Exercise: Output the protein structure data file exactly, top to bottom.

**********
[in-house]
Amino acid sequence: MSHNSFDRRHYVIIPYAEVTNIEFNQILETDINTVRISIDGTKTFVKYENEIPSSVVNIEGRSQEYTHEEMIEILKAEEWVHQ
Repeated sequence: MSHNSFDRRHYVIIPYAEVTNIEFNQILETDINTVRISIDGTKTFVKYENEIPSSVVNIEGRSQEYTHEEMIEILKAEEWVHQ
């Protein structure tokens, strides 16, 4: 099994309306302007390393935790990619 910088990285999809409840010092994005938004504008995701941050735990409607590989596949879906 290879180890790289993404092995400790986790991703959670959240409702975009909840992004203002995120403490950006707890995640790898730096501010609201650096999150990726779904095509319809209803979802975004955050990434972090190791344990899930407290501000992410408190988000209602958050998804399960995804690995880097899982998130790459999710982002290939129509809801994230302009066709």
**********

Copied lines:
[in-house]
Amino acid sequence: MSHNSFDRRHYVIIPYAEVTNIEFNQILETDINTVRISIDGTKTFVKYENEIPSSVVNIEGRSQEYTHEEMIEILKAEEWVHQ
Repeated sequence: MSHNSFDRRHYVIIPYAEVTNIEFNQILETDINTVRISIDGTKTFVKYENEIPSSVVNIEGRSQEYTHEEMIEILKAEEWVHQ
């Protein structure tokens, strides 16, 4: 099994309306302007390393935790990619 910088990285999809409840010092994005938004504008995701941050735990409607590989596949879906 290879180890790289993404092995400790986790991703959670959240409702975009909840992004203002995120403490950006707890995640790898730096501010609201650096999150990726779904095509319809209803979802975004955050990434972090190791344990899930407290501000992410408190988000209602958050998804399960995804690995880097899982998130790459999710982002290939129509809801994230302009066709």